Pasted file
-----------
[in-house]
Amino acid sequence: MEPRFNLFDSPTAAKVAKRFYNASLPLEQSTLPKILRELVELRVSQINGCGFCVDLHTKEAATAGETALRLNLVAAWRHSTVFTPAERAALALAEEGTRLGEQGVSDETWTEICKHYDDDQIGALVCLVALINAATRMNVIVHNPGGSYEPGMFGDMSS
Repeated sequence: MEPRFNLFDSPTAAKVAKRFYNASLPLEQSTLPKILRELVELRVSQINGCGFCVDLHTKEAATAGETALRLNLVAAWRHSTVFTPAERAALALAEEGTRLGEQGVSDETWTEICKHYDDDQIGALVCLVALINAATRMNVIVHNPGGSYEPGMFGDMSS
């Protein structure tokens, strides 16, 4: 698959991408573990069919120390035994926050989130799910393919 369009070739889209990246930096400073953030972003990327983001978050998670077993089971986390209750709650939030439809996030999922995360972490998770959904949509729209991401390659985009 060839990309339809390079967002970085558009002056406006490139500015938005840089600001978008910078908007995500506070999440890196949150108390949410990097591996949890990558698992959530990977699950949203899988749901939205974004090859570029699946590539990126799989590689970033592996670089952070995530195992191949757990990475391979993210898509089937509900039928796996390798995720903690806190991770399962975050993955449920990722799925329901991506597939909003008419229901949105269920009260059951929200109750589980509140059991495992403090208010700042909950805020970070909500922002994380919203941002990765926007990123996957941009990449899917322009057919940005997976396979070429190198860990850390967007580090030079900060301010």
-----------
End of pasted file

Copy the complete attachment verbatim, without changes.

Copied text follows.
[in-house]
Amino acid sequence: MEPRFNLFDSPTAAKVAKRFYNASLPLEQSTLPKILRELVELRVSQINGCGFCVDLHTKEAATAGETALRLNLVAAWRHSTVFTPAERAALALAEEGTRLGEQGVSDETWTEICKHYDDDQIGALVCLVALINAATRMNVIVHNPGGSYEPGMFGDMSS
Repeated sequence: MEPRFNLFDSPTAAKVAKRFYNASLPLEQSTLPKILRELVELRVSQINGCGFCVDLHTKEAATAGETALRLNLVAAWRHSTVFTPAERAALALAEEGTRLGEQGVSDETWTEICKHYDDDQIGALVCLVALINAATRMNVIVHNPGGSYEPGMFGDMSS
């Protein structure tokens, strides 16, 4: 698959991408573990069919120390035994926050989130799910393919 369009070739889209990246930096400073953030972003990327983001978050998670077993089971986390209750709650939030439809996030999922995360972490998770959904949509729209991401390659985009 060839990309339809390079967002970085558009002056406006490139500015938005840089600001978008910078908007995500506070999440890196949150108390949410990097591996949890990558698992959530990977699950949203899988749901939205974004090859570029699946590539990126799989590689970033592996670089952070995530195992191949757990990475391979993210898509089937509900039928796996390798995720903690806190991770399962975050993955449920990722799925329901991506597939909003008419229901949105269920009260059951929200109750589980509140059991495992403090208010700042909950805020970070909500922002994380919203941002990765926007990123996957941009990449899917322009057919940005997976396979070429190198860990850390967007580090030079900060301010």